Orlando Immigration Criminal Defense Lawyer
Many times, the collateral consequences of a criminal conviction are much worse than the fines, jail time, probation, and other direct consequences. THat’s especially true if you have citizenship issues. Conviction of even a rather minor criminal offense can mean removal to a place to which you have little or no connection. And, ICE agents are very aggressive in this area.
So, you need an equally aggressive lawyer on your side. That’s the kind of lawyer you’ll find at the O’Mara Law Group. Deportation proceedings are quasi-criminal proceedings which require a special touch. Over the years, our Orlando immigration criminal defense lawyers have learned that if we make things difficult for ICE lawyers, they are often willing to make a favorable deal or even drop the proceeding altogether.
The Deportation Process in Florida
Sometimes, ICE begins removal proceedings many months, or even many years, following a criminal conviction. However, in most cases, ICE places an immigration hold on noncitizen inmates. It is very difficult, but not impossible, to secure reasonable bail for these individuals.
An Immigration Judge, which is similar to an administrative law judge, oversees the removal process. Some common defenses, such as illegally obtained evidence, are unavailable in deportation proceedings. That’s because removal is not a criminal process. If ICE establishes every element of the removal petition, the IJ may initiate deportation proceedings. Typically, proving a conviction-related petition may simply mean introducing a certified copy of the judgment into evidence.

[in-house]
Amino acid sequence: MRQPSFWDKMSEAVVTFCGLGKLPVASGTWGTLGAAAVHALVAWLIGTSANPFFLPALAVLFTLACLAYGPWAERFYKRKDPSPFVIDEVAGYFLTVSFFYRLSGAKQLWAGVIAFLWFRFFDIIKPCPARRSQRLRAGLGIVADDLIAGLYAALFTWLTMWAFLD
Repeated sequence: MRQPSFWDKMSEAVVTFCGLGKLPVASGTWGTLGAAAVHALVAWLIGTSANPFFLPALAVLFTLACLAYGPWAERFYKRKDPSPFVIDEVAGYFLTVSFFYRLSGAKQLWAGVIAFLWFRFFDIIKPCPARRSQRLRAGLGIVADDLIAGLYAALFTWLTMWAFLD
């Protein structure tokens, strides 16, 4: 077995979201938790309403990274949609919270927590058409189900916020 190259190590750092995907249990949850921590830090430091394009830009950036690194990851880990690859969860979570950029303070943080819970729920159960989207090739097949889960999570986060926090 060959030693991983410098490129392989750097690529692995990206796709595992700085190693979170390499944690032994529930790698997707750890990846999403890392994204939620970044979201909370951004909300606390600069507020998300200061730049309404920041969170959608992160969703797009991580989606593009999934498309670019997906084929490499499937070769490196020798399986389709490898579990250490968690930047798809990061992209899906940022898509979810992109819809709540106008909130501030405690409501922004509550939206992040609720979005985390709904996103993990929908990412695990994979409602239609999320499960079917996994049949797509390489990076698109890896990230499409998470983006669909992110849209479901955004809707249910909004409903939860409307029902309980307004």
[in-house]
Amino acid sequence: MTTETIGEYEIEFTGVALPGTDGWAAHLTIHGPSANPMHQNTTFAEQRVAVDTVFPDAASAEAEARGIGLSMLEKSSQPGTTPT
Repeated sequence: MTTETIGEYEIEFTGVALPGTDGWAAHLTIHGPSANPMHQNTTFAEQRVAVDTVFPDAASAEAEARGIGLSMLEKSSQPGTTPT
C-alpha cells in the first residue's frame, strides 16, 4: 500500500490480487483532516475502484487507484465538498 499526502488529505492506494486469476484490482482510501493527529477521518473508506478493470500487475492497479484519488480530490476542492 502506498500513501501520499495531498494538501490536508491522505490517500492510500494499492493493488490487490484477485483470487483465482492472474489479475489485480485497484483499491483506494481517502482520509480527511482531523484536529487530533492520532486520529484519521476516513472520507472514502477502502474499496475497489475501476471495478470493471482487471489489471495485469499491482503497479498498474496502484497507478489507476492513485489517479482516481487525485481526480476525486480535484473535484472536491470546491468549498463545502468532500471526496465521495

So, the best way to fight removal proceedings is to be proactive. An attorney must fight the underlying charges in state or federal court. In many situations, the best way to solve a problem is to deal with it before it gets out of control. That’s certainly the case in this context.
Most removal proceedings end not in trials but with a voluntary plea. Sometimes, the defendant may agree to voluntarily leave the country instead of being deported. The waiting period for re-entry is much shorter in voluntary removal cases.
Deportable Offenses in Orange County
Either a misdemeanor or a felony conviction could lead to deportation proceedings. Under federal law, deferred adjudication usually counts as a conviction.
If a person commits a felony, federal law presumes that the person is dangerous and should no longer be allowed to live in the United States. The specific felonies are:
- Drug or weapons trafficking,
- Financial crimes, like fraud or theft, which involve more than $10,000,
- Sexual offense against minors,
- A violent felony, like rape or murder, and
- Any aggravated felony.
INA § 101(a)(43) contains a list of about a dozen aggravated felonies. A “crime of violence” is on the list. This designation applies to any non-political crime that carries any prison term.
If the defendant was convicted of a misdemeanor, the offense must be a crime of moral turpitude. This designation is rather vague. CMTs usually include any crime with a mens rea (criminal state of mind) like intentionally or recklessly. DUI is a regulatory offense and not a CMT.
Some exceptions to this rule may apply. ICE can only begin removal proceedings if the defendant has at least one CMT conviction in the first five years of residency or two CMT convictions at any time after they come to the United States. A petty offense CMT exception may apply as well.
Rely on Experienced Attorneys
Almost any criminal conviction may trigger deportation proceedings. For a free consultation with an experienced criminal defense lawyer in Orlando, contact the O’Mara Law Group. We routinely handle matters in Orange County and nearby jurisdictions.